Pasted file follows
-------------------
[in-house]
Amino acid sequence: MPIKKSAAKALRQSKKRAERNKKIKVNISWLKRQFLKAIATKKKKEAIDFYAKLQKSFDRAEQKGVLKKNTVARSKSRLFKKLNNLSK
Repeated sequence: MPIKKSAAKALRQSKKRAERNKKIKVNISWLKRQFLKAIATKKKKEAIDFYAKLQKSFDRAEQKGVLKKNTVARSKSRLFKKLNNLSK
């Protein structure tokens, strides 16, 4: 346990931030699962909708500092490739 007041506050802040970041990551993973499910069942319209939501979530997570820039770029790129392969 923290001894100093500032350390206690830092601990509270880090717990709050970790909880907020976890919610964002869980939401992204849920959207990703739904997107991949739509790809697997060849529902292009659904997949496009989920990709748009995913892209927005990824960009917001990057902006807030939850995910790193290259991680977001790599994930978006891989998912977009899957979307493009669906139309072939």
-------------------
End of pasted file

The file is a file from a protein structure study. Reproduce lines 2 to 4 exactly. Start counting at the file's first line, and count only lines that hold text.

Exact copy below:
Amino acid sequence: MPIKKSAAKALRQSKKRAERNKKIKVNISWLKRQFLKAIATKKKKEAIDFYAKLQKSFDRAEQKGVLKKNTVARSKSRLFKKLNNLSK
Repeated sequence: MPIKKSAAKALRQSKKRAERNKKIKVNISWLKRQFLKAIATKKKKEAIDFYAKLQKSFDRAEQKGVLKKNTVARSKSRLFKKLNNLSK
């Protein structure tokens, strides 16, 4: 346990931030699962909708500092490739 007041506050802040970041990551993973499910069942319209939501979530997570820039770029790129392969 923290001894100093500032350390206690830092601990509270880090717990709050970790909880907020976890919610964002869980939401992204849920959207990703739904997107991949739509790809697997060849529902292009659904997949496009989920990709748009995913892209927005990824960009917001990057902006807030939850995910790193290259991680977001790599994930978006891989998912977009899957979307493009669906139309072939």